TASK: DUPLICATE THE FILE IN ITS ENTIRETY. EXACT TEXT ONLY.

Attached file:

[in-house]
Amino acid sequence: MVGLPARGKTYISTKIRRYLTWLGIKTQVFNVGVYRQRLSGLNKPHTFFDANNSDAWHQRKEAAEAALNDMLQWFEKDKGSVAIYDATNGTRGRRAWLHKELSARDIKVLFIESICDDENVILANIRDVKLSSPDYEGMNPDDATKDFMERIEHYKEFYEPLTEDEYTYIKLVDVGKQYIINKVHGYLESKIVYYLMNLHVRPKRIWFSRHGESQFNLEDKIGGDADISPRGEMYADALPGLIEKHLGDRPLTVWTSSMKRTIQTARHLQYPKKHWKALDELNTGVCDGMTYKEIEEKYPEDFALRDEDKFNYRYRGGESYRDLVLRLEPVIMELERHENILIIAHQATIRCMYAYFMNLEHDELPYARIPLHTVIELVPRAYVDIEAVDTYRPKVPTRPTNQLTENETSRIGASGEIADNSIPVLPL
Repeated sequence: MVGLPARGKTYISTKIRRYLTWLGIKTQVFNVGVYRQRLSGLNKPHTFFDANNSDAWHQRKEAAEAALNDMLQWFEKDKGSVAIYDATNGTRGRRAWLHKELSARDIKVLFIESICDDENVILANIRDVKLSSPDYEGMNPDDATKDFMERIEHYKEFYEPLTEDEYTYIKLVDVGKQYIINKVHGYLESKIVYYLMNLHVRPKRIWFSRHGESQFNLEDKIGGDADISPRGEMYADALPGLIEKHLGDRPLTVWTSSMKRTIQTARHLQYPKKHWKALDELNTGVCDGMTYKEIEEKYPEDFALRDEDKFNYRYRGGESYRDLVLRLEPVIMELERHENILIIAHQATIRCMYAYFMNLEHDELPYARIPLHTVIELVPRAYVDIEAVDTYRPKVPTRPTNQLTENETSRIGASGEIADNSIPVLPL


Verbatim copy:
[in-house]
Amino acid sequence: MVGLPARGKTYISTKIRRYLTWLGIKTQVFNVGVYRQRLSGLNKPHTFFDANNSDAWHQRKEAAEAALNDMLQWFEKDKGSVAIYDATNGTRGRRAWLHKELSARDIKVLFIESICDDENVILANIRDVKLSSPDYEGMNPDDATKDFMERIEHYKEFYEPLTEDEYTYIKLVDVGKQYIINKVHGYLESKIVYYLMNLHVRPKRIWFSRHGESQFNLEDKIGGDADISPRGEMYADALPGLIEKHLGDRPLTVWTSSMKRTIQTARHLQYPKKHWKALDELNTGVCDGMTYKEIEEKYPEDFALRDEDKFNYRYRGGESYRDLVLRLEPVIMELERHENILIIAHQATIRCMYAYFMNLEHDELPYARIPLHTVIELVPRAYVDIEAVDTYRPKVPTRPTNQLTENETSRIGASGEIADNSIPVLPL
Repeated sequence: MVGLPARGKTYISTKIRRYLTWLGIKTQVFNVGVYRQRLSGLNKPHTFFDANNSDAWHQRKEAAEAALNDMLQWFEKDKGSVAIYDATNGTRGRRAWLHKELSARDIKVLFIESICDDENVILANIRDVKLSSPDYEGMNPDDATKDFMERIEHYKEFYEPLTEDEYTYIKLVDVGKQYIINKVHGYLESKIVYYLMNLHVRPKRIWFSRHGESQFNLEDKIGGDADISPRGEMYADALPGLIEKHLGDRPLTVWTSSMKRTIQTARHLQYPKKHWKALDELNTGVCDGMTYKEIEEKYPEDFALRDEDKFNYRYRGGESYRDLVLRLEPVIMELERHENILIIAHQATIRCMYAYFMNLEHDELPYARIPLHTVIELVPRAYVDIEAVDTYRPKVPTRPTNQLTENETSRIGASGEIADNSIPVLPL